>Just got a 2-book deal with Nelson. Am I buzzed? Absolutely. Still, from drafting the proposal to polishing the proposal to pitch to nibble to bite to negotiation to deal memo to contract to depositing the advance, right up to the ahhhh at the finish, heaps of patience is required. Waiting is part of the business of publishing. And I hate waiting. I wish I had some clever advice, or at least some trick of speech that sounded like advice, but I don't.
And though I hate waiting, part of the process of writing, of the craft itself is waiting, or at least it is contemplative, the involuntary wait, a close second, allowing the unconscious to deliver the goods.
Waiting meddles with my psychology. But waiting can be an excuse to actually write. By the time I sign the contract, because of the wait, a quarter of the book is done (at least in draft). The muse has labored, and so have I. Waiting just gives me more time.
Writing, or the inspired play of making a book, remains in center. Hey, I'm grateful to be doing this at all. I will do whatever is asked of me. It is a small price to pay for the satisfaction of the craft. To sit down every morning and do this? And know there is a paycheck at least somewhere in the distance? Are you kidding? It really doesn't get any better than this. It is the life I pursued, and, I suppose, waited for.
>I find that my impatience creeps in whenever I start to get a little lethargic. If I'm working on something, I can usually occupy my mind well enough so that it's present but not a hindrance.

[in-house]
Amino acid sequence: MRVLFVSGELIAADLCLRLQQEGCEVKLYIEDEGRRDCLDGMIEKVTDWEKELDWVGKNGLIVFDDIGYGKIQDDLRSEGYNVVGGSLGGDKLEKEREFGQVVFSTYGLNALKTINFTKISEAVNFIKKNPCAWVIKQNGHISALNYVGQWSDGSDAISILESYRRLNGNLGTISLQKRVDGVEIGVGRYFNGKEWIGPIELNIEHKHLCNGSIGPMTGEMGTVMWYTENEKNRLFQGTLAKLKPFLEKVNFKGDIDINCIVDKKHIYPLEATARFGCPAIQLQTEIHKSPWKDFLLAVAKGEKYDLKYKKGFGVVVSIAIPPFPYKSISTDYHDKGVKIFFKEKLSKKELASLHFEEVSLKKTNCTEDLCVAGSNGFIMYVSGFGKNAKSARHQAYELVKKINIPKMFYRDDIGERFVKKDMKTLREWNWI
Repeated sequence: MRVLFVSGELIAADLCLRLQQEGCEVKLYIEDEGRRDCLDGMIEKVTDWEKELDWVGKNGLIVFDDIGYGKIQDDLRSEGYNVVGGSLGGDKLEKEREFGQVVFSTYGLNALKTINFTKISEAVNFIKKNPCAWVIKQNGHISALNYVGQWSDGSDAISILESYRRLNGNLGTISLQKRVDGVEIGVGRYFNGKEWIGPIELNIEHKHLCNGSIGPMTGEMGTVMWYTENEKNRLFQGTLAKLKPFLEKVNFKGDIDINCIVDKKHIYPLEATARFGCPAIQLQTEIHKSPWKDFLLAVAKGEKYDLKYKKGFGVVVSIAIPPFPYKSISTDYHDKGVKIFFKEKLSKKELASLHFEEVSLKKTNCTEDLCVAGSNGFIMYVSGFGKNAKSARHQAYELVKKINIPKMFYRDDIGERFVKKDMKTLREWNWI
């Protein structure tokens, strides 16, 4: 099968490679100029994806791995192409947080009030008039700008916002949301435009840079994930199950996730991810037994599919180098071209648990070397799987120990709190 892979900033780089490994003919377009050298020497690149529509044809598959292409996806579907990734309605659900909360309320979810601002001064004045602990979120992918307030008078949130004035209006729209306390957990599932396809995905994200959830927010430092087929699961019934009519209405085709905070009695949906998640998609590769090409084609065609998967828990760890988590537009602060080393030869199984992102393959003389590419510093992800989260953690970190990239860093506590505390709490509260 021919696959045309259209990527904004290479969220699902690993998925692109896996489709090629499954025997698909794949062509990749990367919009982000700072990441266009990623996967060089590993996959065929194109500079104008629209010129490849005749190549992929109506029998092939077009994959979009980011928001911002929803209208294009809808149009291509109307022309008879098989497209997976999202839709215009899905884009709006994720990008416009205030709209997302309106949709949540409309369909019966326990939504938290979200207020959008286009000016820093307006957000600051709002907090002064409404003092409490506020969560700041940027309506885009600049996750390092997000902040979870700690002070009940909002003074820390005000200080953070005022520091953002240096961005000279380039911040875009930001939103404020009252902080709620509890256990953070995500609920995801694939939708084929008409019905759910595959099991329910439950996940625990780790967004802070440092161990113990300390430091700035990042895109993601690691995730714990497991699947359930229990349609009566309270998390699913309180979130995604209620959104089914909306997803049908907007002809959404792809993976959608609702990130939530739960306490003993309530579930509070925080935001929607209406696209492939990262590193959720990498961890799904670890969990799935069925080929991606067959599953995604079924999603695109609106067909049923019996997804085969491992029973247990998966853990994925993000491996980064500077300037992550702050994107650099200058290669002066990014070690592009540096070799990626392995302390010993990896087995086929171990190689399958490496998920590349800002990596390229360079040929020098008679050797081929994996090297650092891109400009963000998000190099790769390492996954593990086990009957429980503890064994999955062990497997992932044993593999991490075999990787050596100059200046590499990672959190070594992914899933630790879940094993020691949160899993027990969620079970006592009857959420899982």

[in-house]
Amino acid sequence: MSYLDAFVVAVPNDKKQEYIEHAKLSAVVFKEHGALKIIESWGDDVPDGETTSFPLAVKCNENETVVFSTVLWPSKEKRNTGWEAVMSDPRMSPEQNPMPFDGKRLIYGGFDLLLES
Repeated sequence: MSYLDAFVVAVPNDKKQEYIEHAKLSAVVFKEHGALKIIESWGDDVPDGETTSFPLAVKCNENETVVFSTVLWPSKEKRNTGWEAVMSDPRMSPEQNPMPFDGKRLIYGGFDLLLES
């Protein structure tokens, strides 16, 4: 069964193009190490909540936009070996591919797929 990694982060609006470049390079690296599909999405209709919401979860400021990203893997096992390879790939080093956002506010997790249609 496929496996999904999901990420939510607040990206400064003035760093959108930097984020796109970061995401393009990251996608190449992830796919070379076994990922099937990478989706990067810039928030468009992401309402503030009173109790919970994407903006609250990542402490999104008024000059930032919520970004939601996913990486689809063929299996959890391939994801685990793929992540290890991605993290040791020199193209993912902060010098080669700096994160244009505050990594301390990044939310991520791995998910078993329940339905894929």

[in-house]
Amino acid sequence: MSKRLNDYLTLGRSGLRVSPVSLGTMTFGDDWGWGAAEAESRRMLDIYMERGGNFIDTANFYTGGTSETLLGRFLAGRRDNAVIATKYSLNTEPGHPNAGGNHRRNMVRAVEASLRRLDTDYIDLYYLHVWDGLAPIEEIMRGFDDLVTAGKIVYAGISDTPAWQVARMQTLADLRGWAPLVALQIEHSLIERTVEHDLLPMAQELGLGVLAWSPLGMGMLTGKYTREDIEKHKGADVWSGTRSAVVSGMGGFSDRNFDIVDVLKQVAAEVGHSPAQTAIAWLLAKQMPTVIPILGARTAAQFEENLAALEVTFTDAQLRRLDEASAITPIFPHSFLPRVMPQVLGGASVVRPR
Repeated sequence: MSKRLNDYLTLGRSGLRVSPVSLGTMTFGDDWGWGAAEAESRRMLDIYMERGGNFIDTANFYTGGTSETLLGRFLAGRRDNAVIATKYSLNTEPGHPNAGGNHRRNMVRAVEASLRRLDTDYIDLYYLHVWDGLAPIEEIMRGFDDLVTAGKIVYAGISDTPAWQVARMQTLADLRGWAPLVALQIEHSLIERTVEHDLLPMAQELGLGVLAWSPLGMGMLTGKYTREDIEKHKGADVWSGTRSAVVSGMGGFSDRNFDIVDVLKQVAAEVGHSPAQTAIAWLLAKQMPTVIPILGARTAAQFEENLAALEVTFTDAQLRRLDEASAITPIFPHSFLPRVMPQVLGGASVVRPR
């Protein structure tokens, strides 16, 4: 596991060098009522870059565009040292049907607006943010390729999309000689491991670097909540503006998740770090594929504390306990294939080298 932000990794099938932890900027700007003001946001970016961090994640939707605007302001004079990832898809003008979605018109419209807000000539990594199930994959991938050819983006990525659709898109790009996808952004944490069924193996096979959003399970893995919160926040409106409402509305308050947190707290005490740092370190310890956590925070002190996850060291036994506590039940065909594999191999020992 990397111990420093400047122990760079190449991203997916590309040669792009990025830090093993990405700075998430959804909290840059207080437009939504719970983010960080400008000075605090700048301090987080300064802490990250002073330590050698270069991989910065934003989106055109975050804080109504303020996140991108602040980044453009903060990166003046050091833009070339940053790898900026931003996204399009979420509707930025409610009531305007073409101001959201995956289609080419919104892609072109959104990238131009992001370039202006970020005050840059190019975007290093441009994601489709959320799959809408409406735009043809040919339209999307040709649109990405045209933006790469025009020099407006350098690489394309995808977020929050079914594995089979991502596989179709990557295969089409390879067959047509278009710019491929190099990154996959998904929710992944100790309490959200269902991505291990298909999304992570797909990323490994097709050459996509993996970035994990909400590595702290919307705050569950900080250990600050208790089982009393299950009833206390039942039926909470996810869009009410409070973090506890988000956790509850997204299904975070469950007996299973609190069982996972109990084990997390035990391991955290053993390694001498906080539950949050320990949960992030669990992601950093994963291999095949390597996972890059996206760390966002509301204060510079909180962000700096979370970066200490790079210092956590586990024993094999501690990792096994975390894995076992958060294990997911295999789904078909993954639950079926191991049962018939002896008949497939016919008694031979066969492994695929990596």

I really, really like Christy's comment. Learning to tolerate my impatience might be a little easier more beneficial than striving for patience.
>Apparently, I can read your mind. Did I not just write you yesterday saying, "I am sooooooo patient"?
Very timely post for me as I wait for a sweet agent to let me know what she thinks of my proposal.
I go back and forth between thinking she's going to say a.) it's brilliant or b.) it's hideous, and I might as well give up writing altogether.
When, in all actuality, she probably has 43 other things she has to do first.
>My impatience with writing reminds me of a certain Howard Jones song…
“You can look at the menu but you just can't eat…you can feel the cushions but you can’t have a seat…
And you want [it] and [it] wants you…"
I don’t think sad soft rock is going to solve my publishing problems but it certainly is cathartic-in a pathetic Hall and Oates kind of way.
>Though I have had umpteen lessons in this subject, I still haven't managed to achieve a passing grade. The only thing that gets me through the times of waiting is to keep busy and do other things. I find when I am waiting for news to come, I'm really tempted to question myself and my abilities, and whether or not I'm really on the path God wants me on. Especially when the news comes and it's not what I hoped.